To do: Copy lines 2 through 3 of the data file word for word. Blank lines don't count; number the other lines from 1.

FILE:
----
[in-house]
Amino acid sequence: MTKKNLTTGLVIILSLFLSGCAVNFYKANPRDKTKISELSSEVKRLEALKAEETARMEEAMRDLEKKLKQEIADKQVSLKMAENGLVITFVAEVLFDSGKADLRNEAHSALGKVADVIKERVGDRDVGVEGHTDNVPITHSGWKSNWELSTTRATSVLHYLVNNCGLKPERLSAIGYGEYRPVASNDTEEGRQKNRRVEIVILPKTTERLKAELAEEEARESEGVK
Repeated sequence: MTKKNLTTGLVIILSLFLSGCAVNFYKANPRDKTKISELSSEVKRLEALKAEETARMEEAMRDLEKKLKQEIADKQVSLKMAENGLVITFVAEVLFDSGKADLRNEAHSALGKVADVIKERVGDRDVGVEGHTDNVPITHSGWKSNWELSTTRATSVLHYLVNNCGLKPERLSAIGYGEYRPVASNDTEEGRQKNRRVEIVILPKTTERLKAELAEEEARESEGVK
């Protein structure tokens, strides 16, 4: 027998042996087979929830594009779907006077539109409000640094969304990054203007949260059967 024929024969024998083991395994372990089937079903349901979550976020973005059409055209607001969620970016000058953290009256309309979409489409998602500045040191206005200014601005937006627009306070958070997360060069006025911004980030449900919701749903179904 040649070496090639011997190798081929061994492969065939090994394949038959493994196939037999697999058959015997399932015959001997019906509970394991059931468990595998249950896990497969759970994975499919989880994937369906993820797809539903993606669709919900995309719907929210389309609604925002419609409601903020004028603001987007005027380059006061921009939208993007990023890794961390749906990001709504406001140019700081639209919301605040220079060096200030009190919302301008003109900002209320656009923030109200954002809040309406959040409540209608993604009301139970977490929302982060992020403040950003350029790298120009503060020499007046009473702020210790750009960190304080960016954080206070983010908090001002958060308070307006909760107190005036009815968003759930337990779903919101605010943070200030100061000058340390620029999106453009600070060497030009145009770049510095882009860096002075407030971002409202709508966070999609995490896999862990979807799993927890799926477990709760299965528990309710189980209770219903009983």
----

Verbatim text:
Amino acid sequence: MTKKNLTTGLVIILSLFLSGCAVNFYKANPRDKTKISELSSEVKRLEALKAEETARMEEAMRDLEKKLKQEIADKQVSLKMAENGLVITFVAEVLFDSGKADLRNEAHSALGKVADVIKERVGDRDVGVEGHTDNVPITHSGWKSNWELSTTRATSVLHYLVNNCGLKPERLSAIGYGEYRPVASNDTEEGRQKNRRVEIVILPKTTERLKAELAEEEARESEGVK
Repeated sequence: MTKKNLTTGLVIILSLFLSGCAVNFYKANPRDKTKISELSSEVKRLEALKAEETARMEEAMRDLEKKLKQEIADKQVSLKMAENGLVITFVAEVLFDSGKADLRNEAHSALGKVADVIKERVGDRDVGVEGHTDNVPITHSGWKSNWELSTTRATSVLHYLVNNCGLKPERLSAIGYGEYRPVASNDTEEGRQKNRRVEIVILPKTTERLKAELAEEEARESEGVK